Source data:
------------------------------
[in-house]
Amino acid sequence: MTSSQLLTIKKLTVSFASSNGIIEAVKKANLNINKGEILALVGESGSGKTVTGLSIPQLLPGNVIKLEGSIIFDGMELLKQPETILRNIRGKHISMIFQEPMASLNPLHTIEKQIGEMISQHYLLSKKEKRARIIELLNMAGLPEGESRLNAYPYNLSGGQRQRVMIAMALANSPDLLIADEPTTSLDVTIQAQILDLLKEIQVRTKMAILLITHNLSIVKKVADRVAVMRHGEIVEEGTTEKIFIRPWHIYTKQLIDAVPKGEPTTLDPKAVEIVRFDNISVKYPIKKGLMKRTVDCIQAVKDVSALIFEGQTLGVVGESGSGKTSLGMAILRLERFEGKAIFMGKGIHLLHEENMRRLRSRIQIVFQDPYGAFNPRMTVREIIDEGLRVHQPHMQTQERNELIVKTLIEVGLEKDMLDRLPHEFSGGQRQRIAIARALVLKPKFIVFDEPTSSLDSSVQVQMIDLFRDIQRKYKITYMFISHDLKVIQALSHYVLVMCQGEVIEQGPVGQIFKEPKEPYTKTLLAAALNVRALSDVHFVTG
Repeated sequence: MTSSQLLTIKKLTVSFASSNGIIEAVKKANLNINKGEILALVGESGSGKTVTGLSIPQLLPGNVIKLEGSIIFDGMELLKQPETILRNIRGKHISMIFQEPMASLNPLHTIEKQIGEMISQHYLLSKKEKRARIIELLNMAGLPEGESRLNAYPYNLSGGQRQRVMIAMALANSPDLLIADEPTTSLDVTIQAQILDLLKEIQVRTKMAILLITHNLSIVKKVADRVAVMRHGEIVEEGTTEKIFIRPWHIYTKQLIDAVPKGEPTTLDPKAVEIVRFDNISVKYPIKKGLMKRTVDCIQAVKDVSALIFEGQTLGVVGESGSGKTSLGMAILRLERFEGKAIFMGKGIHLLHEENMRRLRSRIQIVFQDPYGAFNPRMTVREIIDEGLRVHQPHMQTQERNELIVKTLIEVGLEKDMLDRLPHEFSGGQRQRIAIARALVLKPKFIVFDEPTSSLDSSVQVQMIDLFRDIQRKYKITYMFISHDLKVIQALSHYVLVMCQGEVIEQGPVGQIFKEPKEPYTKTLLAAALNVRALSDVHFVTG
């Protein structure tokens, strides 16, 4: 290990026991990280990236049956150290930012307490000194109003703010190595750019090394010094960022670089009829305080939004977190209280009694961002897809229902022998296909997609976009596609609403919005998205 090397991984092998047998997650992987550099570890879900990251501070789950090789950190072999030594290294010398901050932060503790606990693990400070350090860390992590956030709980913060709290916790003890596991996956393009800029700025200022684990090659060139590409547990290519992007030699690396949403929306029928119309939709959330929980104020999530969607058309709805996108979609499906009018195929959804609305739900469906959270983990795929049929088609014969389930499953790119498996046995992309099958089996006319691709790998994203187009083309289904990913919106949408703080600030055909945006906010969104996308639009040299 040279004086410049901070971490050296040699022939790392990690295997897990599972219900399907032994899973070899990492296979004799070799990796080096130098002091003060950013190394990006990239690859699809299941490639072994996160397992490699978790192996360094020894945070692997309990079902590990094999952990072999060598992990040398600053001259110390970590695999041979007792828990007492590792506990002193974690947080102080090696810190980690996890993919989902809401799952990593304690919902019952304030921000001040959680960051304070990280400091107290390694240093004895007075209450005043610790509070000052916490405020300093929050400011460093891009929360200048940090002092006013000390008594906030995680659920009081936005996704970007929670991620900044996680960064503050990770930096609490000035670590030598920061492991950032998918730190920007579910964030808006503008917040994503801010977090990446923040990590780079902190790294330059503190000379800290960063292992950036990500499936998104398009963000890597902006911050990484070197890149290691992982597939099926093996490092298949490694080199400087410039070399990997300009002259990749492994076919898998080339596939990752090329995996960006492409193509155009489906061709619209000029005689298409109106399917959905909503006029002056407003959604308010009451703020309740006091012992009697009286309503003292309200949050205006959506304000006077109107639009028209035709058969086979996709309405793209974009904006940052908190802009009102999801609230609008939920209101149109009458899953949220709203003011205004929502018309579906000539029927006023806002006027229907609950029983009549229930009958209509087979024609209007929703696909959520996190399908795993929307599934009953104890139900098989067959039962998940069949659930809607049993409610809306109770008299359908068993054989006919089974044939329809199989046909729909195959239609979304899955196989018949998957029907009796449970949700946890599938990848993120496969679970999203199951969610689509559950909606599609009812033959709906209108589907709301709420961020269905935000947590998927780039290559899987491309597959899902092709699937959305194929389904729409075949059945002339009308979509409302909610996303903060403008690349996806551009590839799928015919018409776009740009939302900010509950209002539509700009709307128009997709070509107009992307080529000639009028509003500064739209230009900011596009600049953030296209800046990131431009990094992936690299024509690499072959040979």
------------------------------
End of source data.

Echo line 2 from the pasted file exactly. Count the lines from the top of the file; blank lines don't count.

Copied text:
Amino acid sequence: MTSSQLLTIKKLTVSFASSNGIIEAVKKANLNINKGEILALVGESGSGKTVTGLSIPQLLPGNVIKLEGSIIFDGMELLKQPETILRNIRGKHISMIFQEPMASLNPLHTIEKQIGEMISQHYLLSKKEKRARIIELLNMAGLPEGESRLNAYPYNLSGGQRQRVMIAMALANSPDLLIADEPTTSLDVTIQAQILDLLKEIQVRTKMAILLITHNLSIVKKVADRVAVMRHGEIVEEGTTEKIFIRPWHIYTKQLIDAVPKGEPTTLDPKAVEIVRFDNISVKYPIKKGLMKRTVDCIQAVKDVSALIFEGQTLGVVGESGSGKTSLGMAILRLERFEGKAIFMGKGIHLLHEENMRRLRSRIQIVFQDPYGAFNPRMTVREIIDEGLRVHQPHMQTQERNELIVKTLIEVGLEKDMLDRLPHEFSGGQRQRIAIARALVLKPKFIVFDEPTSSLDSSVQVQMIDLFRDIQRKYKITYMFISHDLKVIQALSHYVLVMCQGEVIEQGPVGQIFKEPKEPYTKTLLAAALNVRALSDVHFVTG